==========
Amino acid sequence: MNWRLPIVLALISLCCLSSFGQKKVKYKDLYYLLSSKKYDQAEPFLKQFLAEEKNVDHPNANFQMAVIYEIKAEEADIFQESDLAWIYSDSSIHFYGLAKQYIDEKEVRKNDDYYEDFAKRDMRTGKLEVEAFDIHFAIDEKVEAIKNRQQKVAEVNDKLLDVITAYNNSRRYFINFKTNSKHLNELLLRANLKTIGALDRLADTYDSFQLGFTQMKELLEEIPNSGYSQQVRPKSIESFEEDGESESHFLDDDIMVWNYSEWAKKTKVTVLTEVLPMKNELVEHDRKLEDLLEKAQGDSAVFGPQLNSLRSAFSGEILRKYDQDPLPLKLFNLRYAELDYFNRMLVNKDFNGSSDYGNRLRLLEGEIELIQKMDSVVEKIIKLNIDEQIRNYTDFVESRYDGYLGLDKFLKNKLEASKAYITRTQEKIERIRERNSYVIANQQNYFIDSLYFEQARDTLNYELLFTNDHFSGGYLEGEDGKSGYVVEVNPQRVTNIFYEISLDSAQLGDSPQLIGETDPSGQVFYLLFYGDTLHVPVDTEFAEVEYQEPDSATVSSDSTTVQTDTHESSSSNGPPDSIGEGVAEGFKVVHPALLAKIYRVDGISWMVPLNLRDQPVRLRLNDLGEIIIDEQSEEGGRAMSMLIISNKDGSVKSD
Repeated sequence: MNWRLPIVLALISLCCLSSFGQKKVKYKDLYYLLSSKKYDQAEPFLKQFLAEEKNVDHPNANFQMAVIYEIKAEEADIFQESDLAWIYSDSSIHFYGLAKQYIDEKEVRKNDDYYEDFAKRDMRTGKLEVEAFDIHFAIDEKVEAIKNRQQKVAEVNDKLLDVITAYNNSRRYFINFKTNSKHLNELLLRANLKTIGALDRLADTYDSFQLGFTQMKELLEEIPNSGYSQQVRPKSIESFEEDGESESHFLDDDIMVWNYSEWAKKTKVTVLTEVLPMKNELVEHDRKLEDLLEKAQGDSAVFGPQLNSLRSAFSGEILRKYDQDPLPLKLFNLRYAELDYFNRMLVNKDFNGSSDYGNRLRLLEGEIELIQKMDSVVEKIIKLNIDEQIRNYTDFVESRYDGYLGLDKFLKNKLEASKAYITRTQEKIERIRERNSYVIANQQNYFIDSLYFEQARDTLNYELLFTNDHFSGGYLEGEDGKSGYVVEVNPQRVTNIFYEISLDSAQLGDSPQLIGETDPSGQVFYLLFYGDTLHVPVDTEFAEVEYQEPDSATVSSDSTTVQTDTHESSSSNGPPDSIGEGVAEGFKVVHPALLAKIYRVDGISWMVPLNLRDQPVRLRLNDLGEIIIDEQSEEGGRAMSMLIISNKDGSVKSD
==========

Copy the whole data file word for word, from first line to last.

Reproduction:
Amino acid sequence: MNWRLPIVLALISLCCLSSFGQKKVKYKDLYYLLSSKKYDQAEPFLKQFLAEEKNVDHPNANFQMAVIYEIKAEEADIFQESDLAWIYSDSSIHFYGLAKQYIDEKEVRKNDDYYEDFAKRDMRTGKLEVEAFDIHFAIDEKVEAIKNRQQKVAEVNDKLLDVITAYNNSRRYFINFKTNSKHLNELLLRANLKTIGALDRLADTYDSFQLGFTQMKELLEEIPNSGYSQQVRPKSIESFEEDGESESHFLDDDIMVWNYSEWAKKTKVTVLTEVLPMKNELVEHDRKLEDLLEKAQGDSAVFGPQLNSLRSAFSGEILRKYDQDPLPLKLFNLRYAELDYFNRMLVNKDFNGSSDYGNRLRLLEGEIELIQKMDSVVEKIIKLNIDEQIRNYTDFVESRYDGYLGLDKFLKNKLEASKAYITRTQEKIERIRERNSYVIANQQNYFIDSLYFEQARDTLNYELLFTNDHFSGGYLEGEDGKSGYVVEVNPQRVTNIFYEISLDSAQLGDSPQLIGETDPSGQVFYLLFYGDTLHVPVDTEFAEVEYQEPDSATVSSDSTTVQTDTHESSSSNGPPDSIGEGVAEGFKVVHPALLAKIYRVDGISWMVPLNLRDQPVRLRLNDLGEIIIDEQSEEGGRAMSMLIISNKDGSVKSD
Repeated sequence: MNWRLPIVLALISLCCLSSFGQKKVKYKDLYYLLSSKKYDQAEPFLKQFLAEEKNVDHPNANFQMAVIYEIKAEEADIFQESDLAWIYSDSSIHFYGLAKQYIDEKEVRKNDDYYEDFAKRDMRTGKLEVEAFDIHFAIDEKVEAIKNRQQKVAEVNDKLLDVITAYNNSRRYFINFKTNSKHLNELLLRANLKTIGALDRLADTYDSFQLGFTQMKELLEEIPNSGYSQQVRPKSIESFEEDGESESHFLDDDIMVWNYSEWAKKTKVTVLTEVLPMKNELVEHDRKLEDLLEKAQGDSAVFGPQLNSLRSAFSGEILRKYDQDPLPLKLFNLRYAELDYFNRMLVNKDFNGSSDYGNRLRLLEGEIELIQKMDSVVEKIIKLNIDEQIRNYTDFVESRYDGYLGLDKFLKNKLEASKAYITRTQEKIERIRERNSYVIANQQNYFIDSLYFEQARDTLNYELLFTNDHFSGGYLEGEDGKSGYVVEVNPQRVTNIFYEISLDSAQLGDSPQLIGETDPSGQVFYLLFYGDTLHVPVDTEFAEVEYQEPDSATVSSDSTTVQTDTHESSSSNGPPDSIGEGVAEGFKVVHPALLAKIYRVDGISWMVPLNLRDQPVRLRLNDLGEIIIDEQSEEGGRAMSMLIISNKDGSVKSD